Software Engineering Distinguished Lecture

Seminar: Digital Archaology

Speaker: Audris Mockus, Avaya Labs

Date: November 17, 2011

Time: 3:40 p.m.

Location: 2432 Food Science Building

Abstract: Measurement is the essence of science. Many professional and social activities become software mediated, thus generating vast digital remains that represent projections of collective and individual activities. The reconstruction and quantification of the behavior of an individual, an organization, or a society from these projections is the main challenge of digital archeology. I will illustrate the approach in the context of current software development practice. Software development is experiencing a radical change driven by the open source movement and the business needs to move development to low-cost locations. I will discuss ways to measure mentor-follower relationships in succession (the transfer of code ownership), and the aspects of succession that impact productivity and quality. I will introduce measures of relative sociality (the ratio of social and technical competencies), illustrate how they evolve over time, and quantify how the initial project environment is associated with the probability that a developer will become a long-term contributor.

In conclusion, I will discuss how digital archeology offers new ways to understand software development and human nature.

Speaker bio: Audris Mockus studies software developers’ culture and behavior through the recovery, documentation, and analysis of digital remains. These digital traces reflect projections of collective and individual activity. He reconstructs the reality from these projections by designing data mining methods to summarize and augment these digital traces, interactive visualization techniques to inspect, present, and control the behavior of teams and individuals, and statistical models and optimization techniques to understand the nature of individual and collective behavior.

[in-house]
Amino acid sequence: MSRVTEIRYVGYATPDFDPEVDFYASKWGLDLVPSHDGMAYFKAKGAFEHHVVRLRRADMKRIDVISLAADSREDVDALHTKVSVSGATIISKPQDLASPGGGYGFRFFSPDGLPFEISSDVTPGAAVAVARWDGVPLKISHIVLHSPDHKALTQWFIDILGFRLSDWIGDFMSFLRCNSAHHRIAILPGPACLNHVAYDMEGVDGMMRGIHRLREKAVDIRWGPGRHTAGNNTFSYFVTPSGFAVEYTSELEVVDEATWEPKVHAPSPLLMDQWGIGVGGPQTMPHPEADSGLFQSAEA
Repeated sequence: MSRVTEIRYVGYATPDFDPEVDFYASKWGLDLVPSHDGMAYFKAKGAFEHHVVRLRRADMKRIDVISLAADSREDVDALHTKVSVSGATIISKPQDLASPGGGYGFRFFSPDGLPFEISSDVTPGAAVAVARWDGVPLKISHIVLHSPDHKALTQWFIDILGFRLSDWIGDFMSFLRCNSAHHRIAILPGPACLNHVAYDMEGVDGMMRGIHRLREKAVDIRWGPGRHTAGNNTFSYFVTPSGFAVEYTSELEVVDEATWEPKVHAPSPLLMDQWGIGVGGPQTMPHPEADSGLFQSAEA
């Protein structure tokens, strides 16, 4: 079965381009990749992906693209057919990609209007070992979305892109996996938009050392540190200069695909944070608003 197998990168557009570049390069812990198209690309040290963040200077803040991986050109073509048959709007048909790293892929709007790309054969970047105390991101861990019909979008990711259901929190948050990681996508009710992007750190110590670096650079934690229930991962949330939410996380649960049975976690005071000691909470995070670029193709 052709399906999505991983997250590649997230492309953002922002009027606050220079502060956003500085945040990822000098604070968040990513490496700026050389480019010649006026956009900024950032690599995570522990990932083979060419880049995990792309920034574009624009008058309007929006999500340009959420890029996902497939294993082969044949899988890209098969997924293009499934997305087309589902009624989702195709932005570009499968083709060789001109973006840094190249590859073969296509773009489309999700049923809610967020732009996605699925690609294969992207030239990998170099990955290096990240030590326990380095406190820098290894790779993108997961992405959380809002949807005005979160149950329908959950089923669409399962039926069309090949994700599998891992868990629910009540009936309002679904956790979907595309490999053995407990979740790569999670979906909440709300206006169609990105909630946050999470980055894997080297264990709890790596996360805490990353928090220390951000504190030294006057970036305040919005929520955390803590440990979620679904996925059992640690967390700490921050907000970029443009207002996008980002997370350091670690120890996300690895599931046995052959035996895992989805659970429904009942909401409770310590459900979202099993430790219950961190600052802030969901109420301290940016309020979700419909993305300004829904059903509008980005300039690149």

Audris Mockus received B.S. and M.S. in Applied Mathematics from Moscow Institute of Physics and Technology in 1988. In 1991 he received M.S. and in 1994 he received Ph.D. in Statistics from Carnegie Mellon University. He works at Avaya Labs Research. Previously he worked at Bell Labs.

This lecture was made possible in part by the generosity of F. Wendell Miller, who left his entire estate jointly to Iowa State University and the University of Iowa. Mr. Miller, who died in 1995 at age 97, was born in Altoona, Ill., grew up in Rockwell City, graduated from Grinnell College and Harvard Law School and practiced law in Des Moines and Chicago before returning to Rockwell City to manage his family’s farm holdings and to practice law. His will helped to establish the F. Wendell Miller Trust, the annual earnings on which, in part, helped to support this activity.